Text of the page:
If we provide different amounts of nodes in any step, the browser won’t be able to guess the in-betweens and will simply jump from one step to the next without a transition.

Motion Path #6 – Animating the path itself

dot { offset-path: path(‘M 0 100 Q 100 0 200 100 Q 300 200 400 100’); position: absolute; offset-rotate: 0deg; animation: move 3s ease-in-out infinite alternate; } @keyframes move{ 100%{ offset-path: path(‘M 0 100 Q 100 200 200 100 Q 300 0 400 100’) } } .dot:nth-of-type(2) { offset-distance: 20%;

 

Upcoming features and improvements

The browsers’ current implementation of offset-path only allows us to declare a path() function for the elements to follow. According to the working draft of the spec, we should be able to use a <basic-shape> (such as circle, polygon, etc) too. So we can probably expect those in the near future.

It will also allow us to use an SVG path id as the value (e.g. offset-path: url(#my-path)), which will help us animate things through a drawn path in our HTML and let it scale accordingly.

There’s also an additional property that only Firefox has implemented so far: the offset-anchor property allows us to define the anchoring point of the element relative to it’s offset-path.

It’s default setting is 50 %/50 %, which means the element is centered on the path. By changing the offset-anchor, we can manipulate which part of the element stays fixed to the path, similarly to what we do with transform-origin.

A word on accessibility

I’ll be the first to admit that it’s tempting to use this new tool everywhere, but animations should be used purposely and responsibly.

Animations can trigger nausea in people with vestibular disorders, be distracting for anyone with attention disorders, or simply annoying for some users that might prefer to disable it.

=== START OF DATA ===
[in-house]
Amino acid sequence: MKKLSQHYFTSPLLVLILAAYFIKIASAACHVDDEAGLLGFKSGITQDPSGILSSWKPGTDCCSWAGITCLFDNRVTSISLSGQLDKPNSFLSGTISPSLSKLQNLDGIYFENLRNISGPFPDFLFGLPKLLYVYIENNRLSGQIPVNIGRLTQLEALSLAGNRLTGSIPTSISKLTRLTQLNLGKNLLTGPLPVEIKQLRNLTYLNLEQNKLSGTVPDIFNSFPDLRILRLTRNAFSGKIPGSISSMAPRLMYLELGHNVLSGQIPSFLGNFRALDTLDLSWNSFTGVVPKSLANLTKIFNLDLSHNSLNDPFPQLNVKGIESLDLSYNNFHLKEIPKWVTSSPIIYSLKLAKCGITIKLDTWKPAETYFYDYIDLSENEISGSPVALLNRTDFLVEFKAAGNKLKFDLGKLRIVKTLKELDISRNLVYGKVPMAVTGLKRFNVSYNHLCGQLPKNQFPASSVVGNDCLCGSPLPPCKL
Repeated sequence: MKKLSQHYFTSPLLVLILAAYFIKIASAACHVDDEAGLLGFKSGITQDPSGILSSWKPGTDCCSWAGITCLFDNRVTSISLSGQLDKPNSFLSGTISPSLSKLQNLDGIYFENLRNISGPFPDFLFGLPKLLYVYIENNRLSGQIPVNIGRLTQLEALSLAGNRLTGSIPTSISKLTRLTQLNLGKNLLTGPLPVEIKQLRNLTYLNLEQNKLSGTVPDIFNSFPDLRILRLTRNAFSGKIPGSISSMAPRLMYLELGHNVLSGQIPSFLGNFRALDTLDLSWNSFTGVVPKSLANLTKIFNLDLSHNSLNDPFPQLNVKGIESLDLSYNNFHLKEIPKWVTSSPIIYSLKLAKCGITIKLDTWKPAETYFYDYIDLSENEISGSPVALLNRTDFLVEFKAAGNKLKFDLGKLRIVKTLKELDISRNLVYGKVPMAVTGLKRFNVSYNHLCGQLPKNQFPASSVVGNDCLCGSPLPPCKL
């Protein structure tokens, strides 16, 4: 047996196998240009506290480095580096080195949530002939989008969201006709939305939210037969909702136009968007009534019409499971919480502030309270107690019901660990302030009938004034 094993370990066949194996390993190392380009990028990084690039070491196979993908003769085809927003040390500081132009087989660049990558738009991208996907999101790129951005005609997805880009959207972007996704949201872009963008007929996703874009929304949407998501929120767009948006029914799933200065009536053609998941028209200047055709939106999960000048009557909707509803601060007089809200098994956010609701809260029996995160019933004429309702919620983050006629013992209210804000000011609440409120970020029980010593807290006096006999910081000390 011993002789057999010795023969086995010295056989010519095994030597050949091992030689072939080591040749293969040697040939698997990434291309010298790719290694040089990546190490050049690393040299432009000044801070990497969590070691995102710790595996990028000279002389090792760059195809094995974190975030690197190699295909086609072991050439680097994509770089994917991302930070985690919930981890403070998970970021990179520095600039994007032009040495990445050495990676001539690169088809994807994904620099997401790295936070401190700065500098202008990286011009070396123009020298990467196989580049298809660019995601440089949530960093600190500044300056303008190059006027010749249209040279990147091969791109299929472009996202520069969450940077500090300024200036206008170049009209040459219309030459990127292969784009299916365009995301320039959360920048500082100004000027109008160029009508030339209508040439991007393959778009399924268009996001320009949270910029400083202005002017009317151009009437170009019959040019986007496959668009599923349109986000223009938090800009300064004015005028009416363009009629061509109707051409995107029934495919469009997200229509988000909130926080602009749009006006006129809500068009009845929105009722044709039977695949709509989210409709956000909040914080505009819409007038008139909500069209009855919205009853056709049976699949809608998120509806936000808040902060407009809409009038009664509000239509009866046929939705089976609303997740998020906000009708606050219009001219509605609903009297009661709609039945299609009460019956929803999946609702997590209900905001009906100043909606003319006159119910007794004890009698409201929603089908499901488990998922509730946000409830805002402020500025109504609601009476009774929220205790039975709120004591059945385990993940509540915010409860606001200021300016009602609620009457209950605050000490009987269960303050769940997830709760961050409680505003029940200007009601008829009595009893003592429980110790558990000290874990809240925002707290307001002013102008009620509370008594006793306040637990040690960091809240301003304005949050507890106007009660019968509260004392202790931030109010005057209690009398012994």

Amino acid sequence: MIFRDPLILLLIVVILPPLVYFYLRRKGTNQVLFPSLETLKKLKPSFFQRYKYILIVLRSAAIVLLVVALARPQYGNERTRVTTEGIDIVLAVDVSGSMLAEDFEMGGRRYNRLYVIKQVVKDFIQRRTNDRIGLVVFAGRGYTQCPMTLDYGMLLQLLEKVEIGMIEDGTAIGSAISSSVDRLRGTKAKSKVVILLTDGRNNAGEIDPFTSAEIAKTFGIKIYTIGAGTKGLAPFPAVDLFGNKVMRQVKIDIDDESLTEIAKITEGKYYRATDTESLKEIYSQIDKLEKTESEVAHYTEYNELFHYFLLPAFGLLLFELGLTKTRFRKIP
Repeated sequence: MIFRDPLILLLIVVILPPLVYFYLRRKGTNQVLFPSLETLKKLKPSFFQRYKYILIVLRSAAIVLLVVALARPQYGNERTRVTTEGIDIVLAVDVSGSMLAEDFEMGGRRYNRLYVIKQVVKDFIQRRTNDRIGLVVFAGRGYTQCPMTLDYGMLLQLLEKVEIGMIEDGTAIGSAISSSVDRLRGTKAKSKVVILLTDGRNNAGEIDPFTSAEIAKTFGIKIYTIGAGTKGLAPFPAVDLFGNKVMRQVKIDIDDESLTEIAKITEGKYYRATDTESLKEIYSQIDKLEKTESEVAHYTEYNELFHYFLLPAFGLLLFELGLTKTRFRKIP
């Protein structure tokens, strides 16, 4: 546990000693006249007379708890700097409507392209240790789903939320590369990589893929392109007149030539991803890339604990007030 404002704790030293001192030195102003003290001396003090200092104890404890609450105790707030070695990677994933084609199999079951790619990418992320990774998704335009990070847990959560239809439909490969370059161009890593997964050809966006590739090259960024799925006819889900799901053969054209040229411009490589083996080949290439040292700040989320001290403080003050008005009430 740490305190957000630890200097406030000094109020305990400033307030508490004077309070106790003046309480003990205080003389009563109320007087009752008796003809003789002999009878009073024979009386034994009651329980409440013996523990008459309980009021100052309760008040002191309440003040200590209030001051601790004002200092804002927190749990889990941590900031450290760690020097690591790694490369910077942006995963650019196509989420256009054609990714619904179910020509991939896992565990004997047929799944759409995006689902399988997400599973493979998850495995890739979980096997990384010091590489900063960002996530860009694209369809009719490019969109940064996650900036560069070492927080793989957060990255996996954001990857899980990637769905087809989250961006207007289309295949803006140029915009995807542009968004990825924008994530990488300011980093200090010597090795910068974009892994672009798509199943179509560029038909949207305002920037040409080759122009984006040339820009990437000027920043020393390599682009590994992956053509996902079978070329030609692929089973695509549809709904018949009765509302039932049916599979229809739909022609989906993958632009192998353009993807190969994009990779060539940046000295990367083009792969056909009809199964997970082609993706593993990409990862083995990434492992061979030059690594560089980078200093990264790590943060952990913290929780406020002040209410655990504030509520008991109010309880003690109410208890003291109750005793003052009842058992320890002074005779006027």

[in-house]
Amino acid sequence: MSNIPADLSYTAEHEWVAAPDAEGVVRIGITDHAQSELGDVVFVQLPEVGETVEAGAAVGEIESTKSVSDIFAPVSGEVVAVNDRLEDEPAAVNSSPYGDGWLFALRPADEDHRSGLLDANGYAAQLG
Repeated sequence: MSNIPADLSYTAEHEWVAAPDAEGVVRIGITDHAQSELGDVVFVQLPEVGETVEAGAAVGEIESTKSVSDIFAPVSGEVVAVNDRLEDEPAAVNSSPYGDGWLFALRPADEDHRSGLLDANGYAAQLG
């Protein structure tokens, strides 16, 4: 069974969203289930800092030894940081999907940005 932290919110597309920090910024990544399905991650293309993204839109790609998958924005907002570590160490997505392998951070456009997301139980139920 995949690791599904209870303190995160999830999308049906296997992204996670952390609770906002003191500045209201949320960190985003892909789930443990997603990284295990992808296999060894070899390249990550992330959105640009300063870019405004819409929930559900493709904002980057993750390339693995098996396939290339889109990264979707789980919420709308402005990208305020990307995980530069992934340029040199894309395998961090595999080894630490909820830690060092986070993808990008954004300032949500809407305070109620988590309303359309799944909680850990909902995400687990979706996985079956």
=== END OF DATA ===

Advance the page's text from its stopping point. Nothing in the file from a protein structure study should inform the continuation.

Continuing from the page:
So consider implementing this in a prefers-reduced-motion media query, to keep those users safe.

.element{
  offset-path: path('M0,0 C40,160 60,160 100,0');
  animation: move 2s ease-out;
}

@keyframes move {
  100% {
    offset-distance: 100%;
  }
}

@media screen and (prefers-reduced-motion: reduce){
  .element{
    animation-duration: 1ms; /* takes it immediately to the ending position */
  }
}

Conclusion

The Motion Path module has just made CSS animations a hundred times more powerful, with many use cases that we’re just beginning to discover.

But it still has some downsides: for starters, and to address the elephant in the room, Safari doesn’t support the spec yet, which can be a deal breaker for compatibility.

It also doesn’t change the quirks of CSS animation itself, such as the complexity of writing and maintaining keyframes (specially when we need to chain and synchronize them together), and the limitation to two bezier handlers for their easing functions, which make things like bounce effects much more difficult to create and maintain than in external libraries that support multiple beziers.

So GSAP is here to stay, at least for a good while.

What Motion Path does, in my opinion, is moving the threshold at which we would switch from CSS to JS for animations quite a bit.

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    Facundo Corradini Front-end developer, CSS specialist, best cebador de mates ever.